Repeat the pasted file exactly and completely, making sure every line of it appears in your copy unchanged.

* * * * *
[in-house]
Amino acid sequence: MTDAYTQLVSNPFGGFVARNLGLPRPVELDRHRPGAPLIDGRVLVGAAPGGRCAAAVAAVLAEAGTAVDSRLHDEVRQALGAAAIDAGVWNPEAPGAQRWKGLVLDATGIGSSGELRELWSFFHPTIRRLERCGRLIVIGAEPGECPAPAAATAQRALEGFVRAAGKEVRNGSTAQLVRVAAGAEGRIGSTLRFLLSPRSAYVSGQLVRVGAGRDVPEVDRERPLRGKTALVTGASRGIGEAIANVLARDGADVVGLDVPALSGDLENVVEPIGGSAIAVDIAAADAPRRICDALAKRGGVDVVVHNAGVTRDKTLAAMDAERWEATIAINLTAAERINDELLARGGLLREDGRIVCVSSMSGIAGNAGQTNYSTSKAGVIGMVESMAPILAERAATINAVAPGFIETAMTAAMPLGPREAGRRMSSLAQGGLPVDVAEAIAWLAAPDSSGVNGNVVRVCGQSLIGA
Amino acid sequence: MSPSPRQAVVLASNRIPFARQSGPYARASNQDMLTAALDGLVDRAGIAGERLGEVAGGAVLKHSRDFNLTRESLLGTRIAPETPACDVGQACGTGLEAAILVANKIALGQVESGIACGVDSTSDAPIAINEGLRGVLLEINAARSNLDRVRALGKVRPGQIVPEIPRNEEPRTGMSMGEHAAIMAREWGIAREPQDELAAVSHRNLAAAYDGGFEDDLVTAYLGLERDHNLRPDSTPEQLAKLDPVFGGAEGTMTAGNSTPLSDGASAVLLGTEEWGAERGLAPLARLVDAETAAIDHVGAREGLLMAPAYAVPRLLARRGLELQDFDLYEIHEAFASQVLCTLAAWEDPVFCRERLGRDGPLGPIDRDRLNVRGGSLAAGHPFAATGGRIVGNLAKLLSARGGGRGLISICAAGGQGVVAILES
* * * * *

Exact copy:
[in-house]
Amino acid sequence: MTDAYTQLVSNPFGGFVARNLGLPRPVELDRHRPGAPLIDGRVLVGAAPGGRCAAAVAAVLAEAGTAVDSRLHDEVRQALGAAAIDAGVWNPEAPGAQRWKGLVLDATGIGSSGELRELWSFFHPTIRRLERCGRLIVIGAEPGECPAPAAATAQRALEGFVRAAGKEVRNGSTAQLVRVAAGAEGRIGSTLRFLLSPRSAYVSGQLVRVGAGRDVPEVDRERPLRGKTALVTGASRGIGEAIANVLARDGADVVGLDVPALSGDLENVVEPIGGSAIAVDIAAADAPRRICDALAKRGGVDVVVHNAGVTRDKTLAAMDAERWEATIAINLTAAERINDELLARGGLLREDGRIVCVSSMSGIAGNAGQTNYSTSKAGVIGMVESMAPILAERAATINAVAPGFIETAMTAAMPLGPREAGRRMSSLAQGGLPVDVAEAIAWLAAPDSSGVNGNVVRVCGQSLIGA
Amino acid sequence: MSPSPRQAVVLASNRIPFARQSGPYARASNQDMLTAALDGLVDRAGIAGERLGEVAGGAVLKHSRDFNLTRESLLGTRIAPETPACDVGQACGTGLEAAILVANKIALGQVESGIACGVDSTSDAPIAINEGLRGVLLEINAARSNLDRVRALGKVRPGQIVPEIPRNEEPRTGMSMGEHAAIMAREWGIAREPQDELAAVSHRNLAAAYDGGFEDDLVTAYLGLERDHNLRPDSTPEQLAKLDPVFGGAEGTMTAGNSTPLSDGASAVLLGTEEWGAERGLAPLARLVDAETAAIDHVGAREGLLMAPAYAVPRLLARRGLELQDFDLYEIHEAFASQVLCTLAAWEDPVFCRERLGRDGPLGPIDRDRLNVRGGSLAAGHPFAATGGRIVGNLAKLLSARGGGRGLISICAAGGQGVVAILES